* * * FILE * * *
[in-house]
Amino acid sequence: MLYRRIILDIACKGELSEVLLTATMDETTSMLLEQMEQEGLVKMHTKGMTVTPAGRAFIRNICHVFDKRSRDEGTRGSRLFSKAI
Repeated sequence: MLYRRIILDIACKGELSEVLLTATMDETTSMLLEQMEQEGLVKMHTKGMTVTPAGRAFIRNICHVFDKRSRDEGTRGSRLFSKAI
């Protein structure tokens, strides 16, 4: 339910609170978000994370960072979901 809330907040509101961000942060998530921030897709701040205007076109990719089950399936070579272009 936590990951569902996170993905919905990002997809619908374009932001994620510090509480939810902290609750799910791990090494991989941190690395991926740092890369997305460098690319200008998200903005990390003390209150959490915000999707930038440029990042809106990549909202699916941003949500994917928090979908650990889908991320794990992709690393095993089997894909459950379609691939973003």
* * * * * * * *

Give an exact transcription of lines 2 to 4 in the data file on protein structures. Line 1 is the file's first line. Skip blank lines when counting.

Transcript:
Amino acid sequence: MLYRRIILDIACKGELSEVLLTATMDETTSMLLEQMEQEGLVKMHTKGMTVTPAGRAFIRNICHVFDKRSRDEGTRGSRLFSKAI
Repeated sequence: MLYRRIILDIACKGELSEVLLTATMDETTSMLLEQMEQEGLVKMHTKGMTVTPAGRAFIRNICHVFDKRSRDEGTRGSRLFSKAI
């Protein structure tokens, strides 16, 4: 339910609170978000994370960072979901 809330907040509101961000942060998530921030897709701040205007076109990719089950399936070579272009 936590990951569902996170993905919905990002997809619908374009932001994620510090509480939810902290609750799910791990090494991989941190690395991926740092890369997305460098690319200008998200903005990390003390209150959490915000999707930038440029990042809106990549909202699916941003949500994917928090979908650990889908991320794990992709690393095993089997894909459950379609691939973003």